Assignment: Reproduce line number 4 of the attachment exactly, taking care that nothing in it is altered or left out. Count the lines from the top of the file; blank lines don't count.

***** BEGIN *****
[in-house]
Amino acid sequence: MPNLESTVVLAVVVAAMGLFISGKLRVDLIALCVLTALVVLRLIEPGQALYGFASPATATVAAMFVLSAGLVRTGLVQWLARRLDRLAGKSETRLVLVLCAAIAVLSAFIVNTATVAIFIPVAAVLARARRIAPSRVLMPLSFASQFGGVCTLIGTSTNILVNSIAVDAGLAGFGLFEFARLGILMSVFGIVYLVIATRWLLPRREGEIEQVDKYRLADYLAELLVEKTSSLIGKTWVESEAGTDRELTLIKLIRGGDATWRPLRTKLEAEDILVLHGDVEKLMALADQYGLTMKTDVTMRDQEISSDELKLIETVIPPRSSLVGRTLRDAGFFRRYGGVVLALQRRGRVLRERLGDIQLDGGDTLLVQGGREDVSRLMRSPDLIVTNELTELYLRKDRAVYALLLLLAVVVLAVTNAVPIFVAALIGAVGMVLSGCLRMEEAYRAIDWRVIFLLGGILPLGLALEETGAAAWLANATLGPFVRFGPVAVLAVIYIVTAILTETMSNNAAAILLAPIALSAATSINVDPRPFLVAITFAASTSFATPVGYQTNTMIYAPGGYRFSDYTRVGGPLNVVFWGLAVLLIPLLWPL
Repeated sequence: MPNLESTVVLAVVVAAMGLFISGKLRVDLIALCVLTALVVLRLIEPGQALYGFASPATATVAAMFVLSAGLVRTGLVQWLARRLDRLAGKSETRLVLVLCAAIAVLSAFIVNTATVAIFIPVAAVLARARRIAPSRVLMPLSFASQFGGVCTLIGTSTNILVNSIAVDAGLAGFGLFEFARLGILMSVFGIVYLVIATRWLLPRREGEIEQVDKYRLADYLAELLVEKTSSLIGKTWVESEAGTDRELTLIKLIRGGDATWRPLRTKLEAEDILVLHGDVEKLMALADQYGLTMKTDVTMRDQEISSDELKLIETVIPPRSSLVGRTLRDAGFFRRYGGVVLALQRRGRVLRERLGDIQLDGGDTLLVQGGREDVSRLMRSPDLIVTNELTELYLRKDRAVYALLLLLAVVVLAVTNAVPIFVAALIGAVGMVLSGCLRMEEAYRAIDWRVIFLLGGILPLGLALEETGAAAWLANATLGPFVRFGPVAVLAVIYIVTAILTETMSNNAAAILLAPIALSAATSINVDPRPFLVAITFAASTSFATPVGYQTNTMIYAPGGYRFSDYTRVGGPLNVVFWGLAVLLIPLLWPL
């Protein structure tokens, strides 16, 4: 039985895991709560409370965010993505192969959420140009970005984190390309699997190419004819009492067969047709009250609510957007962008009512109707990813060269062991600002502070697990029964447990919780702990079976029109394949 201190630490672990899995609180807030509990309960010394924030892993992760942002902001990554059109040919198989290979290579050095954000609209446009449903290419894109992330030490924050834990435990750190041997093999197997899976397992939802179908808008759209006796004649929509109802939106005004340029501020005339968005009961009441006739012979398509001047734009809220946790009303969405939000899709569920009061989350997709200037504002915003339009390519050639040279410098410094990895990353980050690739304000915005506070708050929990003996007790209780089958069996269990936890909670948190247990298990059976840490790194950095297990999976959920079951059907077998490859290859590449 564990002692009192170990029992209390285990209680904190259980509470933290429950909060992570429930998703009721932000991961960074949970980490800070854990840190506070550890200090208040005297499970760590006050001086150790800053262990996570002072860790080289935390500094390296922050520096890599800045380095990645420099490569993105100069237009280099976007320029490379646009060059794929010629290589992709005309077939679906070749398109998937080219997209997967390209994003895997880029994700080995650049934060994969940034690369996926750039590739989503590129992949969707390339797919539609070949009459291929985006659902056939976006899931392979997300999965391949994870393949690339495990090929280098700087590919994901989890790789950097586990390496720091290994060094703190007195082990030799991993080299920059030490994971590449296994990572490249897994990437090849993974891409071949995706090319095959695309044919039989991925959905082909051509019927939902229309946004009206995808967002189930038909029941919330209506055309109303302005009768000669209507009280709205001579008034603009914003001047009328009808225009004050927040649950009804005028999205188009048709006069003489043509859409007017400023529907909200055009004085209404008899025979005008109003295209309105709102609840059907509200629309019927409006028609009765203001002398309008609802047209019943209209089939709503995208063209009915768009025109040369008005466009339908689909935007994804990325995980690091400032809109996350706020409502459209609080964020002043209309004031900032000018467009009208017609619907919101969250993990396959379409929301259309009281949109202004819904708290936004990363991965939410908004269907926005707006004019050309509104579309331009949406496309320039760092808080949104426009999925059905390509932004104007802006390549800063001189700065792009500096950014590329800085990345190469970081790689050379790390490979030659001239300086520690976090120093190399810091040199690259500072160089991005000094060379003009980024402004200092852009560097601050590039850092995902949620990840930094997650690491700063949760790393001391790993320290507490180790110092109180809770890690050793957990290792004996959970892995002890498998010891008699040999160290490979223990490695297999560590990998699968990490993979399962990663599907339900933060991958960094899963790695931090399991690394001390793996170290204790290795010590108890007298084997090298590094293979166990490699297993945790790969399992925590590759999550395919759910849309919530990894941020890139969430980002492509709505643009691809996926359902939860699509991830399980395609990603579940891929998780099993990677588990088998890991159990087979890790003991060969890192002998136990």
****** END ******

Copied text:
């Protein structure tokens, strides 16, 4: 039985895991709560409370965010993505192969959420140009970005984190390309699997190419004819009492067969047709009250609510957007962008009512109707990813060269062991600002502070697990029964447990919780702990079976029109394949 201190630490672990899995609180807030509990309960010394924030892993992760942002902001990554059109040919198989290979290579050095954000609209446009449903290419894109992330030490924050834990435990750190041997093999197997899976397992939802179908808008759209006796004649929509109802939106005004340029501020005339968005009961009441006739012979398509001047734009809220946790009303969405939000899709569920009061989350997709200037504002915003339009390519050639040279410098410094990895990353980050690739304000915005506070708050929990003996007790209780089958069996269990936890909670948190247990298990059976840490790194950095297990999976959920079951059907077998490859290859590449 564990002692009192170990029992209390285990209680904190259980509470933290429950909060992570429930998703009721932000991961960074949970980490800070854990840190506070550890200090208040005297499970760590006050001086150790800053262990996570002072860790080289935390500094390296922050520096890599800045380095990645420099490569993105100069237009280099976007320029490379646009060059794929010629290589992709005309077939679906070749398109998937080219997209997967390209994003895997880029994700080995650049934060994969940034690369996926750039590739989503590129992949969707390339797919539609070949009459291929985006659902056939976006899931392979997300999965391949994870393949690339495990090929280098700087590919994901989890790789950097586990390496720091290994060094703190007195082990030799991993080299920059030490994971590449296994990572490249897994990437090849993974891409071949995706090319095959695309044919039989991925959905082909051509019927939902229309946004009206995808967002189930038909029941919330209506055309109303302005009768000669209507009280709205001579008034603009914003001047009328009808225009004050927040649950009804005028999205188009048709006069003489043509859409007017400023529907909200055009004085209404008899025979005008109003295209309105709102609840059907509200629309019927409006028609009765203001002398309008609802047209019943209209089939709503995208063209009915768009025109040369008005466009339908689909935007994804990325995980690091400032809109996350706020409502459209609080964020002043209309004031900032000018467009009208017609619907919101969250993990396959379409929301259309009281949109202004819904708290936004990363991965939410908004269907926005707006004019050309509104579309331009949406496309320039760092808080949104426009999925059905390509932004104007802006390549800063001189700065792009500096950014590329800085990345190469970081790689050379790390490979030659001239300086520690976090120093190399810091040199690259500072160089991005000094060379003009980024402004200092852009560097601050590039850092995902949620990840930094997650690491700063949760790393001391790993320290507490180790110092109180809770890690050793957990290792004996959970892995002890498998010891008699040999160290490979223990490695297999560590990998699968990490993979399962990663599907339900933060991958960094899963790695931090399991690394001390793996170290204790290795010590108890007298084997090298590094293979166990490699297993945790790969399992925590590759999550395919759910849309919530990894941020890139969430980002492509709505643009691809996926359902939860699509991830399980395609990603579940891929998780099993990677588990088998890991159990087979890790003991060969890192002998136990």